Our emphasis on “just the facts” is meant to suggest a need to “bracket out” subjectivity so that we can get “at the truth of the matter” with more clarity and reliability (please don’t mistake me as saying there is no legitimacy at all to this effort). Rather, the point White is trying to make is that we must involve “subjective elements” if a created account is to hold any meaning to us (as even being an account), and furthermore we cannot “assume” that the presence of subjectivity necessitates the presence of error.³⁷ ‘The historian […] fashions his materials.’³⁸ Judgments, assessments, valuations — all of these are unavoidable — ‘[i]t is not the case that a fact is one thing and its interpretation another.’³⁹ The very use of language basically necessitates “a subjective element,” for if I choose to use one word versus another, I have passed a judgment which must somehow reflect my subjectivity. To make the point, let us say it was winter in Germany, and I wrote the sentence, “It was cold that day in Germany” — is this merely a statement of fact, or does the sentence “suggest” something? What about the phrase, “It’s a beautiful day?” Or let us consider, “He ran across the field?” Isn’t even the word “ran” a kind of “judgment” regarding the speed at which a boy moved? Is that judgment factual? Perhaps not, and yet “ran” could still “get at” truth.

All this brings to mind what White wrote: ‘the very language that the historian uses to describe his object of study […] [subjects] that object of study to the kind of distortion that historicists impose upon their materials in a more explicit and formal way.’⁴⁰ Perhaps inevitably, ‘the use of language itself projects a level of secondary meaning below or behind the phenomena being ‘described.’ ’⁴¹ Readers are likely to sense these “secondary meanings” (‘[the] ‘code’ by which the reader is invited to assume a certain attitude toward the facts and the interpretation of them offered on the manifest level of the discourse’), and yet if historians continue to argue that they are “just objective,” this could cause readers to lose trust in historians (causing that “legitimization crisis” White has admonished).⁴²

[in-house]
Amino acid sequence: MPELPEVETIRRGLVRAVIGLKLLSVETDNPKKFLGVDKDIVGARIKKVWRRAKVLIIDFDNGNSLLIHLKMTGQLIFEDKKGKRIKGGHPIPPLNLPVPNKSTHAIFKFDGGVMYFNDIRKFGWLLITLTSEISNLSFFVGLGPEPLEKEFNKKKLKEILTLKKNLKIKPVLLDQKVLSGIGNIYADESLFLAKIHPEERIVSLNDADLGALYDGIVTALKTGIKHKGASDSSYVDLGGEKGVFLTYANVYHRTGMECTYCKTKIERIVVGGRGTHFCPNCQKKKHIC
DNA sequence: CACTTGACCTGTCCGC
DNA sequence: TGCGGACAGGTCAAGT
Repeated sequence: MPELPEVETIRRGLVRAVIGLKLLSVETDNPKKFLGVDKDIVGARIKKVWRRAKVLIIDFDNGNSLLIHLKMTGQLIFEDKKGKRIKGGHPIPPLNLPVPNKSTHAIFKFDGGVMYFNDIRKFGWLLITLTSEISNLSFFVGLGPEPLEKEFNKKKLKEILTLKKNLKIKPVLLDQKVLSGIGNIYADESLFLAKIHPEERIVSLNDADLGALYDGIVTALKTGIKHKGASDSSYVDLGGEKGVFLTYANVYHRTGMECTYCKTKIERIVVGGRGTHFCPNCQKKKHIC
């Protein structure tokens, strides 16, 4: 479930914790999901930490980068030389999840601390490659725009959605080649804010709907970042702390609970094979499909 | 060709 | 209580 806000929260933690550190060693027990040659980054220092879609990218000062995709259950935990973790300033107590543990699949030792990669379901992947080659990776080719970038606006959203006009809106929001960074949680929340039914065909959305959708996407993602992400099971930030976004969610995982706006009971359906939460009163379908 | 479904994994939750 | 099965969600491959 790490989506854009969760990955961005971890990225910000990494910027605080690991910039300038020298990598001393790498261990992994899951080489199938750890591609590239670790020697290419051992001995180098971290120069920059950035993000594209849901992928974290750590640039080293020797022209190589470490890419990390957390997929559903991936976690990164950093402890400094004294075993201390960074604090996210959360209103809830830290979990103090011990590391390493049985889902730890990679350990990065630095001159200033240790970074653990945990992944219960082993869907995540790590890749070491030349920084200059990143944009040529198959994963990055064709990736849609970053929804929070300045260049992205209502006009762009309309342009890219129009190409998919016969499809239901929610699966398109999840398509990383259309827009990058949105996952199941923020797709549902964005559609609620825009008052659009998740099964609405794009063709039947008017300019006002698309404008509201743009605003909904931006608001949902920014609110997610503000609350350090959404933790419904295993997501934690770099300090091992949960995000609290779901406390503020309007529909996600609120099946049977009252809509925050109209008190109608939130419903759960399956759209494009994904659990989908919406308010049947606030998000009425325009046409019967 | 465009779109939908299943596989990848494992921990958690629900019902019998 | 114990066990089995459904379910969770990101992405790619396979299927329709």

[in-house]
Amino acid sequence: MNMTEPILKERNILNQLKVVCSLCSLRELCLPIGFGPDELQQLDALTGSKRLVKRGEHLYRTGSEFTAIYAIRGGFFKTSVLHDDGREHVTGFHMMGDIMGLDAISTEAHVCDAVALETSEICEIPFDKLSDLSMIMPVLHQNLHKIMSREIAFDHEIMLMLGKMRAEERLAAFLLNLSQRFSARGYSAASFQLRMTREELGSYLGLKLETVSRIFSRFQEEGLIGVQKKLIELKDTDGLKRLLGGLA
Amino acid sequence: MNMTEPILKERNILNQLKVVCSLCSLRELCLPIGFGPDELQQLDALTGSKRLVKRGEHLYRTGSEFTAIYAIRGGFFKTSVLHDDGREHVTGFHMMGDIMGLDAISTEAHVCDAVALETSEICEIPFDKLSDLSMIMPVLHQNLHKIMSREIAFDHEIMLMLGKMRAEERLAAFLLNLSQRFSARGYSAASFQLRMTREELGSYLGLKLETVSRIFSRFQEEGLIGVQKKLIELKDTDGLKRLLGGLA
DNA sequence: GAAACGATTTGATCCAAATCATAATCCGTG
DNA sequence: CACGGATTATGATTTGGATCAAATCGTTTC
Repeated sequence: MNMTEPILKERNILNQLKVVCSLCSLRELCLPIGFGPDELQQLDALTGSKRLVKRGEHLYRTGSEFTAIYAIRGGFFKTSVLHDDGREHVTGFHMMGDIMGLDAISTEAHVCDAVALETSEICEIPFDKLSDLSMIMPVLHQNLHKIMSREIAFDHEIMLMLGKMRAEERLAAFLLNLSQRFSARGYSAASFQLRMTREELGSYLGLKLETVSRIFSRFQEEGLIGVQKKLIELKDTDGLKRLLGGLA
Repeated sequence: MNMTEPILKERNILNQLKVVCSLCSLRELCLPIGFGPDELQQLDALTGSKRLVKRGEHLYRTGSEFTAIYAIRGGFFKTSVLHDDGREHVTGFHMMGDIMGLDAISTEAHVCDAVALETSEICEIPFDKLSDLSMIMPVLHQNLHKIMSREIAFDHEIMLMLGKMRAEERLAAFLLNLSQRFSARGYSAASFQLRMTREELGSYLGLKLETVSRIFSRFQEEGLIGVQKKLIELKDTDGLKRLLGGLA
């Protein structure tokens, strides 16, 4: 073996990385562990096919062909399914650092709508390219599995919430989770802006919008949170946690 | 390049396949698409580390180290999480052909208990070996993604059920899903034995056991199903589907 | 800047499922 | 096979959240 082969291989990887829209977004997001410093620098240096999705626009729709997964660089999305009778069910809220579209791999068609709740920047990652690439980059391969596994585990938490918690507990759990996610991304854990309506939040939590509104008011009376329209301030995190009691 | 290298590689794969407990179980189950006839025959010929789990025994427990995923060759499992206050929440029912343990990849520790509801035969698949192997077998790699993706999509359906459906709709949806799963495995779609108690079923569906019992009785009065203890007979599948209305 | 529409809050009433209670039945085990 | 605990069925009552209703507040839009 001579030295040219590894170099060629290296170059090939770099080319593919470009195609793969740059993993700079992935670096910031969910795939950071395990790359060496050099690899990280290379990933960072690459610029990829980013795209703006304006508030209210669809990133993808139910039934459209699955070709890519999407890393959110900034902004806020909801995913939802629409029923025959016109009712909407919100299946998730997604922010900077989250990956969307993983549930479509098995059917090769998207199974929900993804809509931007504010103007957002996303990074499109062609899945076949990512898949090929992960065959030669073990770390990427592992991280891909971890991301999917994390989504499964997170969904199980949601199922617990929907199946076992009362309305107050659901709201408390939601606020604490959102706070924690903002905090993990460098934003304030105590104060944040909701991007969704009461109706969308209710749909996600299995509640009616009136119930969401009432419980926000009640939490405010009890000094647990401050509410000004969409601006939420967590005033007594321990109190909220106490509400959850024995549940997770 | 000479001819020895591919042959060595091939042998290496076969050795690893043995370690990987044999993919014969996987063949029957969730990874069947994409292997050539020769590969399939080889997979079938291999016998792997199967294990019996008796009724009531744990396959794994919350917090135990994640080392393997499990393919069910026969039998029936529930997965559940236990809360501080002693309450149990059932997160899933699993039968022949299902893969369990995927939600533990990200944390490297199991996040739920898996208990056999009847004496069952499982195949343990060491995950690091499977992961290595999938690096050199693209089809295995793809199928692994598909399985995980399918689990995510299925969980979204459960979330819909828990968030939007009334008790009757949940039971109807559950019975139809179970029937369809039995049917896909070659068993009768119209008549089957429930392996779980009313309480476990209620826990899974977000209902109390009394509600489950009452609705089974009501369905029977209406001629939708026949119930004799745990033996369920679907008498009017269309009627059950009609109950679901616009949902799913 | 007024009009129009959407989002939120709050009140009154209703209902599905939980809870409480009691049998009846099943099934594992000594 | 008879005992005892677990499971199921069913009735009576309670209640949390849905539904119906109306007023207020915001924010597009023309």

If we take the work of Robert Olen Butler seriously, the great teacher of creative writing, writers must do everything in their power to describe without judging, which sounds simple enough, but Butler makes clear that this is incredibly difficult. Arguably, we could sum up a lot of Hayden White’s thinking by saying that he would have historians master the lessons of Robert Olen Butler, a sentiment with which I concur. Why has this lesson been so hard for historians to learn? Well, many reasons, but Hayden White notes that it was once believed that if “history could become a science,” we could overcome politics, ideology, and the like, and then we could greatly accelerate societal advancement. People in the past ‘believe[d] that if one only eschewed ideology and remained true to the facts, history would produce a knowledge as certain as anything offered by the physical science and as objective as a mathematical exercise.’⁴³ This is an intoxicating and even hopeful vision, one which arguably people have wanted to believe, hoping that we could finally overcome all the failures of our previous efforts and revolutions. But ‘facts do not speak for themselves,’ which is to say that historians ‘speak[] on their behalf.’⁴⁴ This being the case, the work of historians and the work of writers end up very similar.